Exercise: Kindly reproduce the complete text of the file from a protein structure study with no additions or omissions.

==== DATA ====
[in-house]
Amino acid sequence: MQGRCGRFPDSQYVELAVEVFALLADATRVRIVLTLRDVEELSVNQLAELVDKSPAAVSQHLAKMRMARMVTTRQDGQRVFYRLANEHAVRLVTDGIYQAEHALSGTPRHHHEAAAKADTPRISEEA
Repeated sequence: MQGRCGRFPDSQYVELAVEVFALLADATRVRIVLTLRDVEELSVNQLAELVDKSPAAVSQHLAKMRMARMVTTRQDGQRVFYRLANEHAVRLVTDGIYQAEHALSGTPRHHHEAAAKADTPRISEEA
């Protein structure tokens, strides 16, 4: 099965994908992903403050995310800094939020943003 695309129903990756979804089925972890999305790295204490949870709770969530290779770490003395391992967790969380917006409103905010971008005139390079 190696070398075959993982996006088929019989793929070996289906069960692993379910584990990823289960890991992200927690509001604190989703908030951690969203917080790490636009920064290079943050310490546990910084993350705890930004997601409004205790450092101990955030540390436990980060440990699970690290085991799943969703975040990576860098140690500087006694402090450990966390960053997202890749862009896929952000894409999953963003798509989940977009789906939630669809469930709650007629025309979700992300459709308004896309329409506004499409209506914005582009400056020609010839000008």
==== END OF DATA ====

[in-house]
Amino acid sequence: MQGRCGRFPDSQYVELAVEVFALLADATRVRIVLTLRDVEELSVNQLAELVDKSPAAVSQHLAKMRMARMVTTRQDGQRVFYRLANEHAVRLVTDGIYQAEHALSGTPRHHHEAAAKADTPRISEEA
Repeated sequence: MQGRCGRFPDSQYVELAVEVFALLADATRVRIVLTLRDVEELSVNQLAELVDKSPAAVSQHLAKMRMARMVTTRQDGQRVFYRLANEHAVRLVTDGIYQAEHALSGTPRHHHEAAAKADTPRISEEA
């Protein structure tokens, strides 16, 4: 099965994908992903403050995310800094939020943003 695309129903990756979804089925972890999305790295204490949870709770969530290779770490003395391992967790969380917006409103905010971008005139390079 190696070398075959993982996006088929019989793929070996289906069960692993379910584990990823289960890991992200927690509001604190989703908030951690969203917080790490636009920064290079943050310490546990910084993350705890930004997601409004205790450092101990955030540390436990980060440990699970690290085991799943969703975040990576860098140690500087006694402090450990966390960053997202890749862009896929952000894409999953963003798509989940977009789906939630669809469930709650007629025309979700992300459709308004896309329409506004499409209506914005582009400056020609010839000008």